By Stephanie Tillman, CNM, MSN
you are a current midwifery student or recent graduate attending the ACNM
Annual Meeting in Nashville, you are about to have an incredible time. From the
celebrity midwife sightings, to the feeling of the global reach of midwifery
work, to the latest research, to talking with abandon about vaginas and
meconium and nipples: there is magic that happens at ACNM that rejuvenates a
the research and the experience. I attended my first Annual Meeting last year
as a recent graduate. While many sessions covered recent evidence that I had
just learned in school, I found that my knowledge expansion came from
collective learning. The energy of the questions posed by seasoned midwives,
the unified critique of approaches, and the sharing of direct patient
experiences changed my interaction with the education sessions. The midwives
who spoke up succeeded in creating a well-rounded understanding of the clinical
information that I'd studied, rapid-fire, during school. The support or
protestations of certain practices I had only heard about from a few preceptors
through my rotations were exclaimed in public forums, seconded, and clapped
for. I learned a broader sense of how one learns to practice, and the balance
of evidence, experience, and updates from the most knowledgeable midwives in
there is the sense of community. Mine grew ten-fold at last year's meeting in
Long Beach. I have a serious love for the midwifery community: as a student I
felt incredibly attached to my class, and still do despite our scattered
locations. After my first Annual Meeting, I realized that my love extends to
all midwives. We are all out there doing our own thing in our own small worlds,
with singular but unified struggles and successes and beauty and love. Then we
get together and create a veritable midwife mecca, dominating a different city
each year and showing off the diversity of midwives walking and talking the
profession. Once a year, the power of midwifery in physical unification
reverberates on a national scale.
there is the conversation. I often felt dizzy at walking around and absorbing
it all, trying to remember a rebozo from the Rubin maneuver, updates to GBS and
gonorrhea guidelines, and debates over the UK versus the US maternity system.
Our field is replete with experts, respected across fields of medicine,
anthropology, herbology, academia, business, public health, and global health.
I am so excited to hear what these midwives have been up to, engage with them,
encourage them to keep up their work and continue to expand our profession.
students and new grads, there is an entire web page (http://midwife.org/students) through ACNM dedicated to activities that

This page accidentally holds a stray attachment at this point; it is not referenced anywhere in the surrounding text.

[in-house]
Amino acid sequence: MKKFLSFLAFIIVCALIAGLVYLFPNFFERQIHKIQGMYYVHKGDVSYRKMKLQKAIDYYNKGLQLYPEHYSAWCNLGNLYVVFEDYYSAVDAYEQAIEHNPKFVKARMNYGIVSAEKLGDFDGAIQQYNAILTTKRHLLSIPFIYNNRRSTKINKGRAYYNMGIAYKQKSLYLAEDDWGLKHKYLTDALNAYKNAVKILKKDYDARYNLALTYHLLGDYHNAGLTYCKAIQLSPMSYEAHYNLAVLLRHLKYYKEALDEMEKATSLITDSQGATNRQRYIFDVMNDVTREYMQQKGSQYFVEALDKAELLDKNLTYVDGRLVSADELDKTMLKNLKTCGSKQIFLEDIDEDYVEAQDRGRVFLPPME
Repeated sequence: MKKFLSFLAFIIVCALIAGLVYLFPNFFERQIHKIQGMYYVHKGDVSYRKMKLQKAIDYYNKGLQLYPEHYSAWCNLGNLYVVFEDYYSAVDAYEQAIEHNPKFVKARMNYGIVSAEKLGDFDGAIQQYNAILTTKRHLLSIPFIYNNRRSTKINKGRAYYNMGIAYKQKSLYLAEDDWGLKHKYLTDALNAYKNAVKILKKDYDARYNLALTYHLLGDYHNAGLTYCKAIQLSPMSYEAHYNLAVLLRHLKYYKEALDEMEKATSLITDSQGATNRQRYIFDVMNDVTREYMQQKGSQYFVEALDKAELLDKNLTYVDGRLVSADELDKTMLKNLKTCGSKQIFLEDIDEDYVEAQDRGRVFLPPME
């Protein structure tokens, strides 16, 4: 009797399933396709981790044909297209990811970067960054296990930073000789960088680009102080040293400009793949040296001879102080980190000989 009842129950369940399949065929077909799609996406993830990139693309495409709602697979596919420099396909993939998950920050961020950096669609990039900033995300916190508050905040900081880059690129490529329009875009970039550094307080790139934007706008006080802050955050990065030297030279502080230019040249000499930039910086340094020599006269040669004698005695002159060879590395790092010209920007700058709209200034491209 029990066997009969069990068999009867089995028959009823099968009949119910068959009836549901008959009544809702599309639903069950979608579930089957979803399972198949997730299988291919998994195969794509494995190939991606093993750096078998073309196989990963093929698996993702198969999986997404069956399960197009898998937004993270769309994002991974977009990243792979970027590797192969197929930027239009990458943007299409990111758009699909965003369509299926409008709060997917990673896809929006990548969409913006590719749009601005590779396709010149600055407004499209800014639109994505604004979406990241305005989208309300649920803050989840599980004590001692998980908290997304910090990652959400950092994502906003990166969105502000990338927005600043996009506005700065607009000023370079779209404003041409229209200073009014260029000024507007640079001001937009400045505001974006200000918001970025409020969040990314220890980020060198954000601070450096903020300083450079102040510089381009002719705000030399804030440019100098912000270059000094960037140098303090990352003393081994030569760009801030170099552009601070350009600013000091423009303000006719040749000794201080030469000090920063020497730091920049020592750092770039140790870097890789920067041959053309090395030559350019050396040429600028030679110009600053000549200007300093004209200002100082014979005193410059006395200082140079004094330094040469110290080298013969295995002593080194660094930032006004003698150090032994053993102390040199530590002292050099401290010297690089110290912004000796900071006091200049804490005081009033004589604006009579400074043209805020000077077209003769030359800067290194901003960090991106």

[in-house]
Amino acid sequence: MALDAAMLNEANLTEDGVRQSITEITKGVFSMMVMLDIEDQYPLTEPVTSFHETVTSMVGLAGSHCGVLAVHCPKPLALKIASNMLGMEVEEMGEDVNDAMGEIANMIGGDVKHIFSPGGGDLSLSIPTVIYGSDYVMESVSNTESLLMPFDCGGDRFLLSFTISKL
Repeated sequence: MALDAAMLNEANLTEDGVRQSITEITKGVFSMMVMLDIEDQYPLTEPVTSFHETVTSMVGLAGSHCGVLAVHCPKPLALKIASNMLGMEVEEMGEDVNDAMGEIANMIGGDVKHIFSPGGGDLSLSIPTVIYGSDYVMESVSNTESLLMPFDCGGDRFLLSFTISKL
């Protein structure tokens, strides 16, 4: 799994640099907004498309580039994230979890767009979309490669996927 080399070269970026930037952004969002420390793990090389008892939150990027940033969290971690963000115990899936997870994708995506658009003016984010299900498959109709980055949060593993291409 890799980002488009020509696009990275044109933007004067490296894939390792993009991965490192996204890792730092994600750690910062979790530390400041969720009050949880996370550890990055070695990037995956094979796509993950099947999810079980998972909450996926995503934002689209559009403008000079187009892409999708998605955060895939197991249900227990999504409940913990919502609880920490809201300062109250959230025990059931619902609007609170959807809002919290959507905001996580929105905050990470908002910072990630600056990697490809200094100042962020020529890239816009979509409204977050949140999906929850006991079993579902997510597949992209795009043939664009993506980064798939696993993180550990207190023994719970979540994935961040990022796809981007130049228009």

might have special interest for those attending the meeting for the first time
or who are newly entering into the profession. The first timers orientation,
study sessions for Boards, and Student track are all important to keep in mind.
Additionally, it will be important to be in the conversations around the 2012 Student Report and ACNM’s response: midwifery educational experiences
are most present in your mind as students and recent grads, and your continued
input is incredibly important to improve midwifery academics and clinical
words of advice:
- Speak up! Ask questions, go up to the microphone, contest common
practice with evidence-based knowledge. You are a midwife in training, and
your voice should be heard among the rest! I heard few students speak last
year, and wish more had. I hope to see you up at the microphone and
applaud your work in midwifery along with the rest!
- Try something completely different! If you already know you are going into
homebirth, attend a session or two about hospital birth management or
engaging with nursing staff. If you are working in a highly medicalized
environment, check out a session about herbs and acupressure. Keep your
midwifery mind growing!
- Attend your regional meeting! I am only recently getting to know
the midwives in my state of practice, and am learning it can be a tricky
process when one is no longer a student. Allow others to start recognizing
your name and face, and join the community in your own state of practice!
- Recognize the celebrities, and introduce yourself! Soon you will be among the ranks, and
wouldn’t you want to talk to the newest kids on the block?! Tell your
midwifery heroes what their work and their path has meant to you - it will
mean a lot to them to hear it, I assure you!
- Be kind to each other. Last year, I remember feeling surprised at the actions
of a few in a space that otherwise felt so safe and supportive. I wrote a
blog post, “Believe in your fellow
midwives,” describing the importance of knowing that we each practice from a
place of respect for women, love for the body, and knowledge of the
natural process. Remember that as we work with each other to learn and
grow and improve in Nashville.
look forward to seeing you around at the meeting! Don’t be afraid to introduce
yourself, or leave a comment if you’d like to meet and greet. And to all of the
recent midwife graduates - congratulations!
Stephanie Tillman is a
recently-graduated Nurse-Midwife now practicing full-scope midwifery in the
urban United States, at a Federally Qualified Health Center (FQHC) and as a
member of the National Health Service Corps (NHSC). With a background in global
health and experience in international clinical care, the impact of public
health and the broader profession of midwifery are present in all her thoughts
and works. Stephanie's blog, Feminist
Midwife, discusses issues related to women, health, and care. Find out
more at www.feministmidwife.com and follow her on Twitter at @feministmidwife.